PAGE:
Entertainment Magazine

Why Does Sara Lance Look So Different?: 14 TV Shows Which Re-Cast Major Roles

Posted on the 14 January 2014 by Weminoredinfilm.com @WeMinoredInFilm

If you were to wake up tomorrow and discover that your spouse or a sibling or one of your kids had been replaced by somebody else who may at best bear only a passing physical resemblance you’d be pretty freaked out, right?  Perhaps you’d think you were dealing with some sort of pod people situation except these outer-space aliens replacing humans in a take-over-the-world scheme really suck at making copies.  To make it worse, though, what if that happened, and you were the only one who noticed?  You’d feel like the only sane person in the world.

So, why then are we totally okay with that on TV shows?  People get recast and effectively replaced on shows all the time, and very rarely does anyone acknowledge the change.  The practical realities of the day-to-day operations of a TV show sometimes demand that such changes be made.  Maybe the actor just isn’t good enough.  Maybe they can no longer physical play the part or merely don’t want to.  Maybe their unavailable due to competing commitments.  You either create a very similar but entirely new character, like Valerie Malone (Tiffani Amber-Thiessen) becoming the new Brenda Walsh (Shannon Doherty) on Beverly Hills 90210.  Or you go the path of least resistance and just re-cast the role and hope nobody notices or maybe notices but doesn’t care.

What are some of the most prominent examples?  And how did it turn out for each show?

1)  The Adventures of Superman (ABC, 1952-1958)

superman_0

  • Role: Lois Lane
  • Old Actor: Phyllis Coates (Season 1)
  • New Actor: Noel Neill (Seasons 2-6)

Phyllis Coates played Lois Lane as a strong-willed, tenacious reporter who was not about to get all weak in the knees around Superman.  She even received twin-billing alongside George Reeve as Superman.  At the conclusion of the first season, the producers suspended production to search for a new national sponsor since they were a syndicated show.  There was no guarantee the show would ever return so Coates took a role in a TV pilot which made her unavailable when production resumed.  She was replaced by Noel Neill, who had actually played Lois twice before in movie serials alongside Kyrk Alyn as Superman in 1948 and 1950.  Neill’s Lois wasn’t quite as tenacious, but no one seemed too bothered by the change.  Oddly enough, Neill would later cameo as Lois’ mom in the 1978 Superman film, and Coates succeeded her in playing Lois’ mother in an episode of Lois & Clark: The New Adventures of Superman.

2)  Bewitched (ABC, 1964-1972)

sargent-york

  • Role: Darrin Stephens
  • Old Actor: Dick York (Seasons 1-5)
  • New Actor: Dick Sargent (Seasons 6-8)

Despite the Superman example, the re-casting which carries the most cultural cache is the switch from Dick York to Dick Sargent on Bewitched.  After 5 seasons, suddenly Samantha’s husband with whom she had a young daughter was a totally different guy who, by mere circumstance, was played by a guy whose first name was also Dick.  However, no one seemed to really care, as joked by Will Ferrell’s character in the 2005 film Bewitched.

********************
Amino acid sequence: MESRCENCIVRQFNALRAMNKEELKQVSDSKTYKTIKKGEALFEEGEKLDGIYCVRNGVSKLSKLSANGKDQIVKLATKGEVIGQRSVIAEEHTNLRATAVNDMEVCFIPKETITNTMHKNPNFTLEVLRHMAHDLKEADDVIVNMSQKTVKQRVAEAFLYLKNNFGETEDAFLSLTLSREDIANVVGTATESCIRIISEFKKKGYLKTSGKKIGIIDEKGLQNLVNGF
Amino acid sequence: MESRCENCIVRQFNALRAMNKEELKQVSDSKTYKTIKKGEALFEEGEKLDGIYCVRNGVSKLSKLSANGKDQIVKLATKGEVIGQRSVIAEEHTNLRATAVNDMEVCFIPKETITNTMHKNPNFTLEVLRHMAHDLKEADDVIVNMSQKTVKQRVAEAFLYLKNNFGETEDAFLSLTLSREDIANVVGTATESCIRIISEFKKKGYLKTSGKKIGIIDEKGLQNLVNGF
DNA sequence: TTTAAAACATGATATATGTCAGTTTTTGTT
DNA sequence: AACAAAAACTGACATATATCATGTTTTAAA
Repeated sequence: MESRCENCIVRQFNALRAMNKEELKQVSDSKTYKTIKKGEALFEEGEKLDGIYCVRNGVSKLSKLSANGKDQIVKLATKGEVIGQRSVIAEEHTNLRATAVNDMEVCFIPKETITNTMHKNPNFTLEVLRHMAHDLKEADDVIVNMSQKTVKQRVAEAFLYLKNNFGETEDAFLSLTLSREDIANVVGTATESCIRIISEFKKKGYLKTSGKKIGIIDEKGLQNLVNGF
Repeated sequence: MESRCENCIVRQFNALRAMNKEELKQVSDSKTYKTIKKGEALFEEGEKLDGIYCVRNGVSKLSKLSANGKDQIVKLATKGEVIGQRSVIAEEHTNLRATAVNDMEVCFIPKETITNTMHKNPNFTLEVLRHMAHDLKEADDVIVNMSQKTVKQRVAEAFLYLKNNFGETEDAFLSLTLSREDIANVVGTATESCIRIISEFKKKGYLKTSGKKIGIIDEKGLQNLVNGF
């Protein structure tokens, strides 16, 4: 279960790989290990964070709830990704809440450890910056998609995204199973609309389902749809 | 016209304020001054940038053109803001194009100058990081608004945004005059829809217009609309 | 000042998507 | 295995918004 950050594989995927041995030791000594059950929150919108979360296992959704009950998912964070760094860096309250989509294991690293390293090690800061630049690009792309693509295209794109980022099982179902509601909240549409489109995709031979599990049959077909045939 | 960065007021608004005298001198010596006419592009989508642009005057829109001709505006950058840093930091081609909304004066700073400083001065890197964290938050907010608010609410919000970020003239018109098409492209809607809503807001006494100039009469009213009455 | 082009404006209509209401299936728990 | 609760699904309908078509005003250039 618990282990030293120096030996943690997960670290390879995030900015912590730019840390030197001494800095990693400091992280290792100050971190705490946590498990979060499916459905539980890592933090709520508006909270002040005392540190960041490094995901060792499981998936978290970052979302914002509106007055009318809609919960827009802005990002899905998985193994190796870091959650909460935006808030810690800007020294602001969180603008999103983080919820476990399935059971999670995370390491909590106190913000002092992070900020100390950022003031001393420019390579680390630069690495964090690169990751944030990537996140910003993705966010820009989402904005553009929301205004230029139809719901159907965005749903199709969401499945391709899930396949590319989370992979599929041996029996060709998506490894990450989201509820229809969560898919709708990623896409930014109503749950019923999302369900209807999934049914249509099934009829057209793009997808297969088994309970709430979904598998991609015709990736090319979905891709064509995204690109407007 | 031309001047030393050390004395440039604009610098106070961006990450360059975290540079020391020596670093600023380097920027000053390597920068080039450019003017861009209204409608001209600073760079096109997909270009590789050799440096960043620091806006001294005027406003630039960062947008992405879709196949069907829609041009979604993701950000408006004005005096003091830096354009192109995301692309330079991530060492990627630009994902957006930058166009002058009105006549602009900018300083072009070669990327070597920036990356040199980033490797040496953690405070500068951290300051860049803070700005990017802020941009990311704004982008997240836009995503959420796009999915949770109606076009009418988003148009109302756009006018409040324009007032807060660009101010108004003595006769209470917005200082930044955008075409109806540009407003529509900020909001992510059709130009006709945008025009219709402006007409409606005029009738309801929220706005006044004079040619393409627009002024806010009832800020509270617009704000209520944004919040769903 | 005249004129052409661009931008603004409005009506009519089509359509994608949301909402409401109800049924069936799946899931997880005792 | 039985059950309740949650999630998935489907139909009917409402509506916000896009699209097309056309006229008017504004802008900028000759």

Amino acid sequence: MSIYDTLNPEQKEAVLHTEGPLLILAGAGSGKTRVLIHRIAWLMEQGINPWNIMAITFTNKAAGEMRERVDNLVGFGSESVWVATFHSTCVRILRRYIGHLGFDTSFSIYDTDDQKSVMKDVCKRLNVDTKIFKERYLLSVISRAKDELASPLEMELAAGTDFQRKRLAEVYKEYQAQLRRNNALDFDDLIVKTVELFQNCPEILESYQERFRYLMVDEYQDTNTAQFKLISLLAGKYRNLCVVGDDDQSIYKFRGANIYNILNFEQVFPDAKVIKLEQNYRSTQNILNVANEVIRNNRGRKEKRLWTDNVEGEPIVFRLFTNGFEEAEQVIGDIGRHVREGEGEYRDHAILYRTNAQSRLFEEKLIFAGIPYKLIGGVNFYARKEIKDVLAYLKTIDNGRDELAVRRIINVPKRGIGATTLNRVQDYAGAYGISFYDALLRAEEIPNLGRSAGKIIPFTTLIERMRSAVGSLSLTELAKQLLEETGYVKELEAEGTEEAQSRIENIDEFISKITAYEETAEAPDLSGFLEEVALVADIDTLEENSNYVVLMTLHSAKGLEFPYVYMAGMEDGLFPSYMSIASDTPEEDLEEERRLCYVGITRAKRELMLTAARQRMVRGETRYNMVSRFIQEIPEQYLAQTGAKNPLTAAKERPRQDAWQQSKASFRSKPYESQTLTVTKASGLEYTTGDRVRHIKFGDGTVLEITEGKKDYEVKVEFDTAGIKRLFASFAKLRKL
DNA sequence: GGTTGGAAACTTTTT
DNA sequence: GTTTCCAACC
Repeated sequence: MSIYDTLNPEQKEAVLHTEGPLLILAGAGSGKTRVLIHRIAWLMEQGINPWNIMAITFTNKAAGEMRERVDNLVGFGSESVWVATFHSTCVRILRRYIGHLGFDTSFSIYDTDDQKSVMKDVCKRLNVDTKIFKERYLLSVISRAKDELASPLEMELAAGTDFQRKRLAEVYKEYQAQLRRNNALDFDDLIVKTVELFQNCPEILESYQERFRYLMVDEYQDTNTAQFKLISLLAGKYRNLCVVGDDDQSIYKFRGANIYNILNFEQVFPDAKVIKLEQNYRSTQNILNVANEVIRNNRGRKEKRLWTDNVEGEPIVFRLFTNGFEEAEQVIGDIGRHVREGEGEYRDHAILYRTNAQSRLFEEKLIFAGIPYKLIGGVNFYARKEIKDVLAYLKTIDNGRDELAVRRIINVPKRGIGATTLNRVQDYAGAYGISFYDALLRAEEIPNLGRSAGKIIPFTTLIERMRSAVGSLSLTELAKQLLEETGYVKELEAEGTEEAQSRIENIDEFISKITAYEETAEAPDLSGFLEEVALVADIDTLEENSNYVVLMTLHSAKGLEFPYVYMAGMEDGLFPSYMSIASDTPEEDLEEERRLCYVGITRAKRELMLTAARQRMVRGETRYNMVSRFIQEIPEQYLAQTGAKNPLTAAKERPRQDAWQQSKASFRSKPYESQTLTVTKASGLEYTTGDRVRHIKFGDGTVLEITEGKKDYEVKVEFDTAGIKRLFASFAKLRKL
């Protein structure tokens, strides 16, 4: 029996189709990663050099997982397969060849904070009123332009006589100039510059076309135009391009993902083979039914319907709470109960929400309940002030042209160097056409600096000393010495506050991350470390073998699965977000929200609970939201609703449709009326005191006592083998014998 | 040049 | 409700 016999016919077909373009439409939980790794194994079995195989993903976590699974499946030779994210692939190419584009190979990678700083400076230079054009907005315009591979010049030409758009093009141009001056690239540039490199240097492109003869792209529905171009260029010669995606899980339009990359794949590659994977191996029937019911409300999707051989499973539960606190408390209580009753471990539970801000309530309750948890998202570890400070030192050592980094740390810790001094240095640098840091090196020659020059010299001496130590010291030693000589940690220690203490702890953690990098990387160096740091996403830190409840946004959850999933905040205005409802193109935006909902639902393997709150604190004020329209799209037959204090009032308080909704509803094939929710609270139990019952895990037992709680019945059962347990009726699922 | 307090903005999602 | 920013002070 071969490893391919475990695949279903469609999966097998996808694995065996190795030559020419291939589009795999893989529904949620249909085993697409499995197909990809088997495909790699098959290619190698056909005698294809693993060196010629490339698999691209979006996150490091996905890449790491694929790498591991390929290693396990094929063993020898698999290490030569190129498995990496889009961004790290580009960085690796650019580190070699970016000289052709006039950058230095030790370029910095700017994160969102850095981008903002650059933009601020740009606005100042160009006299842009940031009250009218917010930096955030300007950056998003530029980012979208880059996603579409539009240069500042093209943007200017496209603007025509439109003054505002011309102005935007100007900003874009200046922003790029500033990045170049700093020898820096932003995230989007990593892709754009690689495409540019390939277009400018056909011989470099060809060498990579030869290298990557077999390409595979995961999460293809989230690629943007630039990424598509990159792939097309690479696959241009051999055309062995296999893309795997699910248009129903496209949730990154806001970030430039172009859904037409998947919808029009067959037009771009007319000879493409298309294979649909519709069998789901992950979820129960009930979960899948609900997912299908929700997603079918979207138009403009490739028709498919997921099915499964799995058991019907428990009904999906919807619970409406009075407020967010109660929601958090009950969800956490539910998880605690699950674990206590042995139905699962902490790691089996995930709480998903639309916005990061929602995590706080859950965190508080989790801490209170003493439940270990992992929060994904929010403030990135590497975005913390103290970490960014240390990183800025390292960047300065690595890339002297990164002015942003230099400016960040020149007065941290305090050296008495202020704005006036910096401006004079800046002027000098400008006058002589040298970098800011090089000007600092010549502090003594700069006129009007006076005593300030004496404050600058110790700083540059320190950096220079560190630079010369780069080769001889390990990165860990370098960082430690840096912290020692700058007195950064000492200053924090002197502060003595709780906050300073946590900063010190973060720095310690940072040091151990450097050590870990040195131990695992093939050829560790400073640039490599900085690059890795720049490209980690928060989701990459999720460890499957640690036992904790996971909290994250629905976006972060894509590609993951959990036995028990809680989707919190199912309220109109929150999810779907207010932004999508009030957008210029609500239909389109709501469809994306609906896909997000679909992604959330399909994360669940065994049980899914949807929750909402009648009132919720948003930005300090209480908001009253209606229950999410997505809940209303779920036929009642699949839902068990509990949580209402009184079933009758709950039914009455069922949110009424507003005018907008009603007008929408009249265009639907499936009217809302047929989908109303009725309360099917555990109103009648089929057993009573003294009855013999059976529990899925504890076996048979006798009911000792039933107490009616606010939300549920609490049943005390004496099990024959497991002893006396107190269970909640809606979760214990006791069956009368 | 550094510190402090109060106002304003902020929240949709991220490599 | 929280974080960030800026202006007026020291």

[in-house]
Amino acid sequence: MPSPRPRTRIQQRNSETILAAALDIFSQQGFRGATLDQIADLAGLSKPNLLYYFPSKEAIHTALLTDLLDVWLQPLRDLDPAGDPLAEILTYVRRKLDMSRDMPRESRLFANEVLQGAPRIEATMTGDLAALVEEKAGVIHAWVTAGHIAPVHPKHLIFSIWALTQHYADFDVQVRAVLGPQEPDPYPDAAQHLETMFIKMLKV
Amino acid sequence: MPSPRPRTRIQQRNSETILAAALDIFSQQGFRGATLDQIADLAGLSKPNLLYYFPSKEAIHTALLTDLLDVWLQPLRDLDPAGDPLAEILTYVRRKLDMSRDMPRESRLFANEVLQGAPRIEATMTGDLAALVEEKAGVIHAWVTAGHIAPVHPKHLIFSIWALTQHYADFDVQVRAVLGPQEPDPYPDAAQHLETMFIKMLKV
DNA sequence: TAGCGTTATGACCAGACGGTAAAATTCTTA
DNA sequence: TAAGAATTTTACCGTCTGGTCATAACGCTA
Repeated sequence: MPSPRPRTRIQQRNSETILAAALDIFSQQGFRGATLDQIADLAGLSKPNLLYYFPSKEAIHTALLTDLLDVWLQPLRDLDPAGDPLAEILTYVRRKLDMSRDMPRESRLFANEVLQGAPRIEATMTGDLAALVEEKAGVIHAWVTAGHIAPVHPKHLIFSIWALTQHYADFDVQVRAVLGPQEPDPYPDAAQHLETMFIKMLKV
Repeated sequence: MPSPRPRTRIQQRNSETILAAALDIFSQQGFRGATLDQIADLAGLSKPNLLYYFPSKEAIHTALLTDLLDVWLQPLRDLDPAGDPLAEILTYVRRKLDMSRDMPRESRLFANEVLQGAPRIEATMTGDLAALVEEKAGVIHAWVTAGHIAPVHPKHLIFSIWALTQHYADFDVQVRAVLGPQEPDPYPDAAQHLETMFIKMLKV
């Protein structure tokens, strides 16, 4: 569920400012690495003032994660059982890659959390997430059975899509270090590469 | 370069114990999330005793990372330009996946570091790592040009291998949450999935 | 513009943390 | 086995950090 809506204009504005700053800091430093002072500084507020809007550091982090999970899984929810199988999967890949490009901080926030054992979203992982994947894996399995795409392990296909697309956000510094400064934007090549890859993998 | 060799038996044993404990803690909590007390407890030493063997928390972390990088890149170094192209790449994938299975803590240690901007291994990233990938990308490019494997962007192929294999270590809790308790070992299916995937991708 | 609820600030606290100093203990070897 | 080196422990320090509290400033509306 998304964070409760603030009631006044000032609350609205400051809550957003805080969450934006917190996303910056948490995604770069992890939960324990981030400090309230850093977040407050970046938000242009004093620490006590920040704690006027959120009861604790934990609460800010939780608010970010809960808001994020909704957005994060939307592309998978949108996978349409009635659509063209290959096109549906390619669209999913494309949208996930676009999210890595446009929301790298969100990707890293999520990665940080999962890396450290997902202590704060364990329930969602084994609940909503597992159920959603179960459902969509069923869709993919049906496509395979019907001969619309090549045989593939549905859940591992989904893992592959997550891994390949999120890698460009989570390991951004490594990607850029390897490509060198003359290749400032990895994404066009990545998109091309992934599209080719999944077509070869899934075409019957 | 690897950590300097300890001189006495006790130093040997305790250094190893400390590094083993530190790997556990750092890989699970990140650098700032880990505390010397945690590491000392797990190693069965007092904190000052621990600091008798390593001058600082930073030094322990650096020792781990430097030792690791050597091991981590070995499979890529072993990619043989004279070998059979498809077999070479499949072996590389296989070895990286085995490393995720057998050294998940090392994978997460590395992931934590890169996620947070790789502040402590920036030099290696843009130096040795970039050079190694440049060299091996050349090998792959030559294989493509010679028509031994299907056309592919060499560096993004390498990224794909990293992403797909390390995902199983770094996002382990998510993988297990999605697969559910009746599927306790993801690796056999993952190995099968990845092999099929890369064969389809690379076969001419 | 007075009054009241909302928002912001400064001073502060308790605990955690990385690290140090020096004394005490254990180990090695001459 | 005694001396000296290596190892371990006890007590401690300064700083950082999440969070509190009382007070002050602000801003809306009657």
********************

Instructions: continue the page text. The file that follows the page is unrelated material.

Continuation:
The back story behind the change is that York suffered from chronic back problems due to injuries incurred on the set of the 1959 western, They Came to Cordura. By the time of Bewitched‘s fifth season, he could barely move, forcing the show to write around his inability to merely stand for extended periods.  Eventually, he collapsed on set and was rushed to a hospital, after which he finally just quit the show.  The producers re-cast with Sargent, who had been their original choice for the role anyway.  However, even with a show which featured a witch capable of performing magic as the central character there was never an explanation offered for why Darrin looked so different.  What generally goes ignored is that Samantha’s daughter, Tabitha, was played by three different actresses and two competing sets of twins throughout her 116 episodes as a character.

Interesting postscript: 15 years later  when the actor who played the father on another supernatural sitcom, Down to Earth, was replaced they replaced him with: Dick Sargent!

3)  The Munsters (CBS, 1964-1966)

munsters

  • Role: Marilyn Munster
  • Old Actress: Beverley Owen (Episodes 1-13)
  • New Actress: Pat Priest (Episodes 14-70)

Owen was under contract with Universal Studios at the time of her casting as Marilyn Munster.  However, she considered herself a serious actress, and now here she was as comic relief alongside Frankenstein and Frankenstein’s bride with the joke being she was the normal, attractive one who seemed ugly from their point of view.  Plus, working on the show meant having to leave New York.  After marrying her boyfriend halfway through the first season, she asked to be let out of her contract.  She also reportedly broke into tears in the studio on multiple occasions.  So, stars Al Lewis and Fred Gwynne backed her request to be let off the show.  She was replaced by mostly stage and commercial actress Priest, who practically could have been Owen’s twin despite being 1 year older.